Analysis: The fight between Intel and AMD over the "best" quad-core processor goes to new levels.
The quad wars, the fight between Intel and AMD over which company has the "best" quad-core processor, has entered the next phase. Like all wars, there are initial posturings and skirmishes, followed by an attack, then followed by some significant moves by one party against the other. The quad wars have entered the strategic bombing phase.
If youre in the business of reporting on technology, you know this because youre the one in the path of the bombs. In this case, those bombs are press releases from each company detailing how its respective processor is better, faster, uses less power or has a total cost of ownership thats lower.
Now that eWEEK Labs is gearing up for tests of quad-core based servers, I expect the strategic press release bombs to become more intense.
The problem is, its not at all clear that the choice of one quad-core chip versus another will really have a significant performance impact on your network. Past tests have shown that when looked at on an individual basis, server performance times are affected by a number of factors, only one of which is the speed of the processor.
In fact, depending on the application, the speed of the processor in a given server may play a relatively minor role when compared to the servers I/O channels or its pathway to storage.
As a result, the factors that affect how a server performs in your network could very well make one server work much better for you, regardless of claims by one or the other manufacturer or even the tests that eWEEK Labs does. Everything depends on the application that runs on the server and what that application does with your data.
However, that doesnt mean that in larger quantities the choice of a processor doesnt matter, because it does. For example, AMD is claiming that its new Barcelona chip, due out sometime in August, uses less power than previous chips. This new quad core processor is supposed to run at around 2GHz, slower than the processors in your desktop PC. The slower clock speed consumes less power than a processor of the same type running at a higher speed.
Its in power consumption that the equation gets more interesting. Assuming that a server meets your performance needsthat the CPU, storage and I/O are balanced for your applicationthen a server that uses less power can mean one of two things. The first could be that you will save on those things that are consumption-related, such as electricity consumption for the server itself, as well as consumption for cooling. The second is that you can now run more servers with the same power and cooling than you could without processors that use less power.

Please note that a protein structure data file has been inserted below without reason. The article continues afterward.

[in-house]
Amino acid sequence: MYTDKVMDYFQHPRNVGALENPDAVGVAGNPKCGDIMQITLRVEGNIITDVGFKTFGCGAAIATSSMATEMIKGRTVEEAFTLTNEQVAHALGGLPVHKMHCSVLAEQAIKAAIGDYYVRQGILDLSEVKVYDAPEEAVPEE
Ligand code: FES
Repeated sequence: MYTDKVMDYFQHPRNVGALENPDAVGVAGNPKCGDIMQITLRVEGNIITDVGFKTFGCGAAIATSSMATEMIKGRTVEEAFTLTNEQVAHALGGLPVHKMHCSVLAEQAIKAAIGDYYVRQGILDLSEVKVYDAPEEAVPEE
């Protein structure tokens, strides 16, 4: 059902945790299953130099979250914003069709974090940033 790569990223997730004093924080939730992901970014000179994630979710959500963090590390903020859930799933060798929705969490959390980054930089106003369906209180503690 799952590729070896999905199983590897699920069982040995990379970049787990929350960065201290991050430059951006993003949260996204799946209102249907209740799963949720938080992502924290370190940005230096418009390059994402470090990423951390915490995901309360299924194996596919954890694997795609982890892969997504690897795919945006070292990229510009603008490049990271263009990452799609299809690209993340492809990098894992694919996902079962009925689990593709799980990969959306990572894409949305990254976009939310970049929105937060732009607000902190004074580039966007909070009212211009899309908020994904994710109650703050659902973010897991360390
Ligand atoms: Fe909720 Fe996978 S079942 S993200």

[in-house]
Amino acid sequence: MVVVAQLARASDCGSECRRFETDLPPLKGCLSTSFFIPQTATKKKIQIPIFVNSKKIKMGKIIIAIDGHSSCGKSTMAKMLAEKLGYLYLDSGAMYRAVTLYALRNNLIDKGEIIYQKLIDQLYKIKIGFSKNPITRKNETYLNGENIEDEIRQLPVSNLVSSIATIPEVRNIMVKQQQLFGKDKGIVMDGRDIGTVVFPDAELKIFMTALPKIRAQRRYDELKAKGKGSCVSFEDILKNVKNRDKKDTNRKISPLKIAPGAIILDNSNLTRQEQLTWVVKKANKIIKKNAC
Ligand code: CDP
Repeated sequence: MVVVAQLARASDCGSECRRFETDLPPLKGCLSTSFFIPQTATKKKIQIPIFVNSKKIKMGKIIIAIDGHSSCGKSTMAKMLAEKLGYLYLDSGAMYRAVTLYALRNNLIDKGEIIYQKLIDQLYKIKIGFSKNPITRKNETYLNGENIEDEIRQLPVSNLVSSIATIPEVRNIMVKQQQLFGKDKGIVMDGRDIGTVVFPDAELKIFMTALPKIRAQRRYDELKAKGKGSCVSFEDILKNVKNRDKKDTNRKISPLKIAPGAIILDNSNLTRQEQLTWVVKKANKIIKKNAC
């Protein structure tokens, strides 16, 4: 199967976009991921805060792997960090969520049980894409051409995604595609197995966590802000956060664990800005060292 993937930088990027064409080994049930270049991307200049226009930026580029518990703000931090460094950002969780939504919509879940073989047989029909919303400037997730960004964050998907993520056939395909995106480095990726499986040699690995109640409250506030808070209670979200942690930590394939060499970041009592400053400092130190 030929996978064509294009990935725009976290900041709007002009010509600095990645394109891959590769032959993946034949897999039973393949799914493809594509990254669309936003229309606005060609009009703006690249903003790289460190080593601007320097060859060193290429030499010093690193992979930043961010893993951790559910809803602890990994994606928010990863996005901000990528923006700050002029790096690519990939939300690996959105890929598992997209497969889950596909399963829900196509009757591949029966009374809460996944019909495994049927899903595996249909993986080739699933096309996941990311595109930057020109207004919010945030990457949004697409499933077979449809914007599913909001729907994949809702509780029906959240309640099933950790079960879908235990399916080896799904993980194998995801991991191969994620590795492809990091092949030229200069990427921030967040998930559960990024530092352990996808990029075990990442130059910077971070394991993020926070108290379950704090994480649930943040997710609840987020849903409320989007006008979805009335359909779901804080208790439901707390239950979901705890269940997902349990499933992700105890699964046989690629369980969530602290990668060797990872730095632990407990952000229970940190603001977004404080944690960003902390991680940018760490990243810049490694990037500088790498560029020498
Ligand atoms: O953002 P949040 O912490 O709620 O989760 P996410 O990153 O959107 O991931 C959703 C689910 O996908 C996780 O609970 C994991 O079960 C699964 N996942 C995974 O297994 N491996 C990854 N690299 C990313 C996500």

Click here to read about why Intel slashed processor prices.
Remember, the single most precious resource in many data centers is real estate. IT managers have to deal with having only a certain amount of floor space for their data centerand thats it. If they can stuff a few more servers into that space, it means they dont have to expand the data center. That saves a lot of money, and is, in many cases, a more important consideration than how much the server itself costs.
So when we look at servers as the quad wars commence, its not going to be all about the performance of the processor. eWEEK Labs testing will look at the total server and how it performs in a variety of applications, and well also consider energy consumption.
But on your network, its important to remember that processor performance by itself is irrelevant. Its the total picture that matters, and that might not argue for the solution you initially thought it would.
Check out eWEEK.coms for the latest news, views and analysis on servers, switches and networking protocols for the enterprise and small businesses.
Wayne Rash is a Senior Analyst for eWEEK Labs and runs the magazine's Washington Bureau. Prior to joining eWEEK as a Senior Writer on wireless technology, he was a Senior Contributing Editor and previously a Senior Analyst in the InfoWorld Test Center. He was also a reviewer for Federal Computer Week and Information Security Magazine. Previously, he ran the reviews and events departments at CMP's InternetWeek.
He is a retired naval officer, a former principal at American Management Systems and a long-time columnist for Byte Magazine. He is a regular contributor to Plane & Pilot Magazine and The Washington Post.